Each phase of life is an opportunity for either growing or drifting in our spiritual lives.
One of the pleasant facts of living in a multi-generational church is that you see people in all phases of life. And if you live in community long enough you can walk with people as they move from one phase of life to another. It could be going from childhood to adolescence, young adulthood to mid-life or mid-life to retirement. Almost everyone is either about to move into a new phase of life or dealing with that change. Each phase is an opportunity for growth — in understanding, in greater love and contentedness, service and holiness. Doesn’t that sounds great, that you could grow in peace and contentment, in true goodness and service, ultimately in love for God and love for people throughout your life? But every opportunity for growth, each new phase, is also an opportunity to get sidetracked, to drift in your spiritual life or perhaps to abandon it altogether.
Today as we continue our series in the Book of Hebrews we see that the author is concerned that the congregation he is writing to is drifting. He is concerned that they have become lazy in their spiritual lives. So he addresses them directly, stopping his train of thought to call them out.
You are not moving forward in your spiritual lives but have become lazy. You have stopped understanding righteousness as well as right and wrong.
The author of Hebrews tells his audience “You are not mature and it is not because you haven’t heard but because you are lazy.” This is what the word translated “no longer try to understand,” or “slow to learn” (NIV 84) means. It says they are sluggish or negligent and this is important for this reason: There is nothing wrong with a baby being a baby or a preschooler being a preschooler. In the same way there is nothing wrong with someone who is new to the spiritual search, who is just trying to figure this out and looking for God not knowing anything. Most of the time someone in that phase has more questions than answers. But that is not who Hebrews is addressing. The author is talking about people who should know better. There is a pretty consistent theme in scripture that people are held accountable for what they know what they have been given. This challenge is directed to people who should be further along in their spiritual development because they have already been given the elementary truths of the faith.
This is like the difference between a football commentator saying “A rookie QB is going to make a mistake like that he is a rookie and rookies make mistakes” and “he has been an NFL QB for a six years now; he should not be making mistakes like that.
There are two thing that he mentions about immaturity. The are immature because they do not know the teachings about righteousness and they struggle with right and wrong. These two are related. There is a reason that those who are immature don’t understand righteousness and the mature know right and wrong
You can see this in the list of what he considers the “elementary truths” of the faith. These are the foundations of the faith –
Repentance from acts that lead to death –
Faith in God
Cleansing rights — which probably mean understanding baptism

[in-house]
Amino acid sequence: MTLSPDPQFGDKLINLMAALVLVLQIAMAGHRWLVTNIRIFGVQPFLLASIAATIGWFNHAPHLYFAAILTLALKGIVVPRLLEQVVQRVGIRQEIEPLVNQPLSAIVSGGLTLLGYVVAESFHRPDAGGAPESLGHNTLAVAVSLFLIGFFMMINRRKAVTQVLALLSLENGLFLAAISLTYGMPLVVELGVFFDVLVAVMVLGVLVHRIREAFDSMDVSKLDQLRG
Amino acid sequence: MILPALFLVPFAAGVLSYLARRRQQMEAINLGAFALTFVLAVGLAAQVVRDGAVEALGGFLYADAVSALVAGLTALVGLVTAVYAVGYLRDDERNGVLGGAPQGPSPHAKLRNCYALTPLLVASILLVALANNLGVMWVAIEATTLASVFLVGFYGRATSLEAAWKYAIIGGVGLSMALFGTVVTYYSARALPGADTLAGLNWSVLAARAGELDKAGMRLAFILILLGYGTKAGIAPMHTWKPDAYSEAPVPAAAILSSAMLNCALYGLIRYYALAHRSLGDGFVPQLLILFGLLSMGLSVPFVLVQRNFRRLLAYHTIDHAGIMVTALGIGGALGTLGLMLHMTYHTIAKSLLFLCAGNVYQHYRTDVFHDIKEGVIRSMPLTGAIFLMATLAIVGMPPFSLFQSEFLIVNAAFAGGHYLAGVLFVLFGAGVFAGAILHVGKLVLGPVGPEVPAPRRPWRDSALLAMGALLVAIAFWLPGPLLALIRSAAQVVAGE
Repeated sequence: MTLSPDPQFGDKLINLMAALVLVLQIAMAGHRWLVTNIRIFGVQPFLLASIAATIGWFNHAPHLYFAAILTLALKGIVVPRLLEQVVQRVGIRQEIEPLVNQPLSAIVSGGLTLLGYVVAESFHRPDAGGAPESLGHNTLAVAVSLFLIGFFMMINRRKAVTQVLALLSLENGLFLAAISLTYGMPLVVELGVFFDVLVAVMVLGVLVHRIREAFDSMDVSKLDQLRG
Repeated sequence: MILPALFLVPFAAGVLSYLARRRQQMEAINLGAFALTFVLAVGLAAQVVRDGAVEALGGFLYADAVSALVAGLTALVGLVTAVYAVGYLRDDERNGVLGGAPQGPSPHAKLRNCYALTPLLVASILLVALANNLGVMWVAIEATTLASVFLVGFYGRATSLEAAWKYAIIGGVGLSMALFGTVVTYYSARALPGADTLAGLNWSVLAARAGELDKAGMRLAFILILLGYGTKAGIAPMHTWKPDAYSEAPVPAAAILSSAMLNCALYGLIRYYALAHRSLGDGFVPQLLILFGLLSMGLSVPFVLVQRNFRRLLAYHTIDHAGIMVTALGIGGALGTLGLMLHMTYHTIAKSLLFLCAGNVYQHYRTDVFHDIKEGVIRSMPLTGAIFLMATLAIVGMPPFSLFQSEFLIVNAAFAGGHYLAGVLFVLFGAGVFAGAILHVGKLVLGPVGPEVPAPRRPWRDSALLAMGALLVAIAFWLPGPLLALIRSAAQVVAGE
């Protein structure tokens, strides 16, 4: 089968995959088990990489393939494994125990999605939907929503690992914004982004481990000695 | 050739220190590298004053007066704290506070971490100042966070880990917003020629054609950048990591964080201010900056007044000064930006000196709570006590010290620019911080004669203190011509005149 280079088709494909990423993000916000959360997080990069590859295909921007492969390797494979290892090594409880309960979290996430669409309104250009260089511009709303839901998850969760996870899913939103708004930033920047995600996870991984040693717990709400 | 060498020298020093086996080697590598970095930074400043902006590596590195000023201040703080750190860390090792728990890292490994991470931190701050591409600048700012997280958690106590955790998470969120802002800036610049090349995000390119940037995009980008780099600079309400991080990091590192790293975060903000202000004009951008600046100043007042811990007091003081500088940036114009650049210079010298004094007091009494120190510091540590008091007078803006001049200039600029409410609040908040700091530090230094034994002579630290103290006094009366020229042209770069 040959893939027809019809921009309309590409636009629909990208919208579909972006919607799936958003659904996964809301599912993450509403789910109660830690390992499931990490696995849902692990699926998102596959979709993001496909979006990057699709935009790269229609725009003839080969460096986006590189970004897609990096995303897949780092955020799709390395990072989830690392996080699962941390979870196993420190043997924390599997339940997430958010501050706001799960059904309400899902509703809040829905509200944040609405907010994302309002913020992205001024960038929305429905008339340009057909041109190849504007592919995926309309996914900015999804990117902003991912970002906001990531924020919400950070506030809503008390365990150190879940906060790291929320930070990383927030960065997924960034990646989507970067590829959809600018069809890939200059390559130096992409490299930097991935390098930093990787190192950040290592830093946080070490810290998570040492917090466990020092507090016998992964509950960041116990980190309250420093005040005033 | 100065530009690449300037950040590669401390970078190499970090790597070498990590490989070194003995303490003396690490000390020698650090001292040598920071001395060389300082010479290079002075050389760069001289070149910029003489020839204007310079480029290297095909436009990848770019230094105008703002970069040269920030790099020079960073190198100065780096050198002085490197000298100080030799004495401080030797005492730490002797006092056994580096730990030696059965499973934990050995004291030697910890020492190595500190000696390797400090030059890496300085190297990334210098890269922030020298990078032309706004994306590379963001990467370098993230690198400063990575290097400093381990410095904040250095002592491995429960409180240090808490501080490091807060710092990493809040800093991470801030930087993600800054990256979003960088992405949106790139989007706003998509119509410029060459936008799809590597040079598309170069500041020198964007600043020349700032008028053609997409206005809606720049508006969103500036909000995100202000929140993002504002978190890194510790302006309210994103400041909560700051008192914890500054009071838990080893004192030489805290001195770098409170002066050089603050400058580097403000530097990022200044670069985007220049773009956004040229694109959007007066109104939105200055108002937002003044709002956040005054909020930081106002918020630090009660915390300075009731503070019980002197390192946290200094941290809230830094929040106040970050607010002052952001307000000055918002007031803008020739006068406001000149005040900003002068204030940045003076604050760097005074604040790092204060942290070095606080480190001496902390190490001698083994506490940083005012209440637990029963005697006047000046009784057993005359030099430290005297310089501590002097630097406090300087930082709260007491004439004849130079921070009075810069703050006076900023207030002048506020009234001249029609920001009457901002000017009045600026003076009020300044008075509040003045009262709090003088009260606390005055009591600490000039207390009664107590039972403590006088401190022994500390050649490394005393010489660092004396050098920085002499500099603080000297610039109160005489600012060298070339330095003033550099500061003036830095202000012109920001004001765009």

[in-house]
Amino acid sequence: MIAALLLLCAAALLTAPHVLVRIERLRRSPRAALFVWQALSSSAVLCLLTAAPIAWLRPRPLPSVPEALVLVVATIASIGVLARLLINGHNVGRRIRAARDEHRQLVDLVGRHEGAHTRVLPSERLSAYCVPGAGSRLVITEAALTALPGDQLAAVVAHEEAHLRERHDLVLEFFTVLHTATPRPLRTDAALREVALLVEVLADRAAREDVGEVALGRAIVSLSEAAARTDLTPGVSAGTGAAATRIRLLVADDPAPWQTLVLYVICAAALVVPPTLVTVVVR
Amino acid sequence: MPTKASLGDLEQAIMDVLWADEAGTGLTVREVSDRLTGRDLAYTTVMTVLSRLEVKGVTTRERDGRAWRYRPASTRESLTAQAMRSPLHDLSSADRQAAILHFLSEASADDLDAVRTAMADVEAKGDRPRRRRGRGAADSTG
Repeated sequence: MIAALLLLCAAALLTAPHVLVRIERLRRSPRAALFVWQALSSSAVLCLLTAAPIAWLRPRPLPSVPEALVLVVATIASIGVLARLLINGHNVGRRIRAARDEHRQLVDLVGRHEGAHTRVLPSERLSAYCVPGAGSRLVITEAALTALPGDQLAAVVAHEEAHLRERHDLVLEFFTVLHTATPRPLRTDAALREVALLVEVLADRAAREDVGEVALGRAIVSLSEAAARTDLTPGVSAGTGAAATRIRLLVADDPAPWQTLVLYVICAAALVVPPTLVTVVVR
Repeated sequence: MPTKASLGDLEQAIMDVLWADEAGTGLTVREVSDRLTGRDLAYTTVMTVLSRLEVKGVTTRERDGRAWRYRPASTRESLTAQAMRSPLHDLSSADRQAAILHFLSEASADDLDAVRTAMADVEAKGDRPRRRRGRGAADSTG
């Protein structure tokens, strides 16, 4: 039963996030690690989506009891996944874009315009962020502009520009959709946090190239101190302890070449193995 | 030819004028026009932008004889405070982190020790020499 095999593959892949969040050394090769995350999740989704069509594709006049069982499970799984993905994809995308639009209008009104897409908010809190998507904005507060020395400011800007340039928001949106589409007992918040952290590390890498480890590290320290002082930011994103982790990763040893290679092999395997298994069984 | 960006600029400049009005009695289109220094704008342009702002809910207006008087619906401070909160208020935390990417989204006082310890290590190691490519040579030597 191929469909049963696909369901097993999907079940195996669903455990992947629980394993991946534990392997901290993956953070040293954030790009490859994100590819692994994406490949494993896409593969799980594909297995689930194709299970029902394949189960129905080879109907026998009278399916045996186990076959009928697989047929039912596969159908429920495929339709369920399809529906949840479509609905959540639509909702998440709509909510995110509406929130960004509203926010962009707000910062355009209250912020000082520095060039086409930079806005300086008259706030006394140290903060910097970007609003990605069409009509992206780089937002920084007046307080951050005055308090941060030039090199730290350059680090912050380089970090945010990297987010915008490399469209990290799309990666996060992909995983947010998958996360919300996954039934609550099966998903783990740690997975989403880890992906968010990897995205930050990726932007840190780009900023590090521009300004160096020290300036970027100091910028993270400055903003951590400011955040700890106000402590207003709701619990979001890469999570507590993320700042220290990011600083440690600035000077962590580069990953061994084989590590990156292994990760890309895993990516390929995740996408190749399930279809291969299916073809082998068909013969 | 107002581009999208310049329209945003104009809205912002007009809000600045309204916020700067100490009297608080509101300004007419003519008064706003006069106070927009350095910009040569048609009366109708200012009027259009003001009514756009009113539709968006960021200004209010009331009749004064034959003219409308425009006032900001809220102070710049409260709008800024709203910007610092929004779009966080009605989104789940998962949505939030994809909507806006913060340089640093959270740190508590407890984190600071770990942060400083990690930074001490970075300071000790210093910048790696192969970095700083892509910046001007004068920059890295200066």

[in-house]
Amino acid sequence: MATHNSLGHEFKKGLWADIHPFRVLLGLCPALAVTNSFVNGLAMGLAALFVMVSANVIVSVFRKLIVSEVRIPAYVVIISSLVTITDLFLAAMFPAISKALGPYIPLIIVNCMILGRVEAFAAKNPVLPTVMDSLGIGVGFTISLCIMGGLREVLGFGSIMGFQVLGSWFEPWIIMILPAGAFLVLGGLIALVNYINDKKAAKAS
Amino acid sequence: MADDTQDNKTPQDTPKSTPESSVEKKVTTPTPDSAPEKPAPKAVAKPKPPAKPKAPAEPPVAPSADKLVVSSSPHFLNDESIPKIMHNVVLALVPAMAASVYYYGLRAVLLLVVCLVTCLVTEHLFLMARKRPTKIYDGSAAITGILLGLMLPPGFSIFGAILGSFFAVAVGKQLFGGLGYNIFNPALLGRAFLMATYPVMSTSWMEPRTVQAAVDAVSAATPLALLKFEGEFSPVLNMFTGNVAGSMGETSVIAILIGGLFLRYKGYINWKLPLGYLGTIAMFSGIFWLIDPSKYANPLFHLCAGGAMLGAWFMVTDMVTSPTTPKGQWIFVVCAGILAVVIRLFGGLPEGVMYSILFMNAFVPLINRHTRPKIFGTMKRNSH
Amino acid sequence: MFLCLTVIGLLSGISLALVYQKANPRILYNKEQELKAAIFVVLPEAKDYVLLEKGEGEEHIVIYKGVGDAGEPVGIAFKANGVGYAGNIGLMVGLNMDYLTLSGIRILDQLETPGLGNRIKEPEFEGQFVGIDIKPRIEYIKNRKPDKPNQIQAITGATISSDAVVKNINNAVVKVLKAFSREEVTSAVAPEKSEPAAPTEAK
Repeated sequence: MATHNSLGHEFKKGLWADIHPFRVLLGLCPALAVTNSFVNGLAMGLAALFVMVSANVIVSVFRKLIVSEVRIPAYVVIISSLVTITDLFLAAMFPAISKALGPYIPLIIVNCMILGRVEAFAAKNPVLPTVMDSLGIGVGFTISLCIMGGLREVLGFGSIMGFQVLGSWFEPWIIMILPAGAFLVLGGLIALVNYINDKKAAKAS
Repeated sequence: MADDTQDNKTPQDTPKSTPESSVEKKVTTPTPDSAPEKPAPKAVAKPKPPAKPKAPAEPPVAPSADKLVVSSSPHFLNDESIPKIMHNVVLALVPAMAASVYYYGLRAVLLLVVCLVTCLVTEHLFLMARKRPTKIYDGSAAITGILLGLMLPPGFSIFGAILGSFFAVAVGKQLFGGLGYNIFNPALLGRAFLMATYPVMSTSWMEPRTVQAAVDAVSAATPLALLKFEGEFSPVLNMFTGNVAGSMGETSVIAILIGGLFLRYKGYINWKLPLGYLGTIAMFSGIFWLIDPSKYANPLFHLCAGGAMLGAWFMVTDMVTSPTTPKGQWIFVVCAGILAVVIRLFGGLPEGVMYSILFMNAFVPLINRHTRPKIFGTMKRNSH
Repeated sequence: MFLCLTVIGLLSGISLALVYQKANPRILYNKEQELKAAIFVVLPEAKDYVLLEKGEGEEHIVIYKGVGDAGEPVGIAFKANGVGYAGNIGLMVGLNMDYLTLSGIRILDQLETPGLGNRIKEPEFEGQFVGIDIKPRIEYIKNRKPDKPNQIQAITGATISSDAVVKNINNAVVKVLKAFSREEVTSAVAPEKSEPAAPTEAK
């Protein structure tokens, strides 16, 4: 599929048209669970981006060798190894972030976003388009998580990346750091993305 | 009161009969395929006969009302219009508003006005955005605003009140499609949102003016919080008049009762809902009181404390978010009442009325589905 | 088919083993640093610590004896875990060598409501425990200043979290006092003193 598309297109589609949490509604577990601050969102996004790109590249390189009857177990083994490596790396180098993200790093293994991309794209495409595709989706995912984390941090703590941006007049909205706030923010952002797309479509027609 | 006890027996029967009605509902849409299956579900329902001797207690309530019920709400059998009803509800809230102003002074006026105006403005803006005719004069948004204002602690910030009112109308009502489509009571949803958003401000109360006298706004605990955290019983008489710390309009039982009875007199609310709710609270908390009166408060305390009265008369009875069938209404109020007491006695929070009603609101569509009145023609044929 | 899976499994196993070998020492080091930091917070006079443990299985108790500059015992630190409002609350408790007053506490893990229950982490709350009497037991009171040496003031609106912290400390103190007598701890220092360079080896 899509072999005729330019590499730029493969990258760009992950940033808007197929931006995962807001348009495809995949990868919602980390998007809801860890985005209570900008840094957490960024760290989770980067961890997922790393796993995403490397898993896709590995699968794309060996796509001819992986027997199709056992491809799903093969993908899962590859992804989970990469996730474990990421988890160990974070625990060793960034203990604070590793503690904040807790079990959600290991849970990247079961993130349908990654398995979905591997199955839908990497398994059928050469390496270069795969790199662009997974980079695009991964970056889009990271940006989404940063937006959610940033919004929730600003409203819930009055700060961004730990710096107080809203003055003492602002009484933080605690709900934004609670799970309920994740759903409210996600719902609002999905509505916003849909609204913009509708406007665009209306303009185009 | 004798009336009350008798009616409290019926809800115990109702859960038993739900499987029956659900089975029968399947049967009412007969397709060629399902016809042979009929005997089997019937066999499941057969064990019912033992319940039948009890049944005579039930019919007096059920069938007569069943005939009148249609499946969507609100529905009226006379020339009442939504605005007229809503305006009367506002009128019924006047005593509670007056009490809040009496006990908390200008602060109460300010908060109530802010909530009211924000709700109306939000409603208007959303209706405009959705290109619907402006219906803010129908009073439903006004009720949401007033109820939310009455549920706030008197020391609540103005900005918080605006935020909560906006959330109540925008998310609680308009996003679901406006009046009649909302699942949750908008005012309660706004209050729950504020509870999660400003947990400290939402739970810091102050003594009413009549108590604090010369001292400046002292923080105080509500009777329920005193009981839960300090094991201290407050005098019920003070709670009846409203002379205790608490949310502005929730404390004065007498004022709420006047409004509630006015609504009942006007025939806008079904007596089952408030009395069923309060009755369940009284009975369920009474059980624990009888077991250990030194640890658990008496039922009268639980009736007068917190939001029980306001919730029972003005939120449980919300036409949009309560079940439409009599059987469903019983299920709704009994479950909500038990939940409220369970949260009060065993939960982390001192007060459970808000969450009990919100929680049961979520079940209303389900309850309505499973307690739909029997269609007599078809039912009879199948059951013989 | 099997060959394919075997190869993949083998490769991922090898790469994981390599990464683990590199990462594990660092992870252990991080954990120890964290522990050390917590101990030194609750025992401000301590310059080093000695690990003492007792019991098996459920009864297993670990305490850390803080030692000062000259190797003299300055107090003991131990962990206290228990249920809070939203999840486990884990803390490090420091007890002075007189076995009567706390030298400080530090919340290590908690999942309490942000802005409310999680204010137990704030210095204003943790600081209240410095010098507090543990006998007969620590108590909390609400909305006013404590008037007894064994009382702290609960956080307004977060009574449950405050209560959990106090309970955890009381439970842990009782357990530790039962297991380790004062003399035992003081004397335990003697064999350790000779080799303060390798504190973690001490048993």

Laying of hands – which probably has to do with receiving the Holy Spirit
Resurrection of the dead
Notice that he calls these the foundations and as I look at them they seem to have to do with the beginning of our spiritual lives and the end of our spiritual lives.
The first step is repentance from acts that lead to death followed by faith. This is how we begin our spiritual lives. We recognize that we cannot run our own lives. When we ignore God we become addicted to something else, like work or shopping or attention from others. This ends up bringing pain to us and the people around us which is why the author uses the term “acts that lead to death.” Sometimes we are ashamed, other times we just know that our actions are wrong, destructive, hurtful to others. Underneath all that is the reality that we are living our lives separated from God and so we repent of that and put our faith in God. This involves accepting what Jesus did on the cross for us, but not just in theory. Each of us, as individuals, need to accept that truth. We are forgiven and now rightly related to God: this is righteousness. It is all ok between him and me.
When we receive that forgiveness we become part of a community of other Christians, which involves baptism and other people praying for you and beginning to serve. All this is how we start our spiritual lives. That sense of being accepted, forgiven, declared not guilty, is righteousness. So in one sense righteousness is part of our early lives.
The second grouping is about the end of our lives or what happens after death: resurrection from the dead and final judgment. This surrounds the truth that all people will face God and give an account for their lives. As Christians we know that our sins have been forgiven but we need to give an account for how we lived our lives. For other they have to give an account for the wrongs they have done. And for a lot of people, this is where it stops. I know I m forgiven; I know I will have eternal life because God will accept me because it is all okay between me and him.
But then there is the rest of your life. A few people make their peace with God, receive forgiveness, have a chance to repent right before they die. But most people will live after they become Christians. In fact, I would guess that more people become followers of Jesus not because they fear death but because they need life. They want their lives to matter. They need direction. They follow Jesus and receiving his forgiveness is one big part of it.
But then after a while that desire to live a new life fades and being a Christian is about fire insurance, about knowing where you will go when you die not what you will do as you live – and more than that, you begin to think that is all there is, just wait to die, muddle through until then.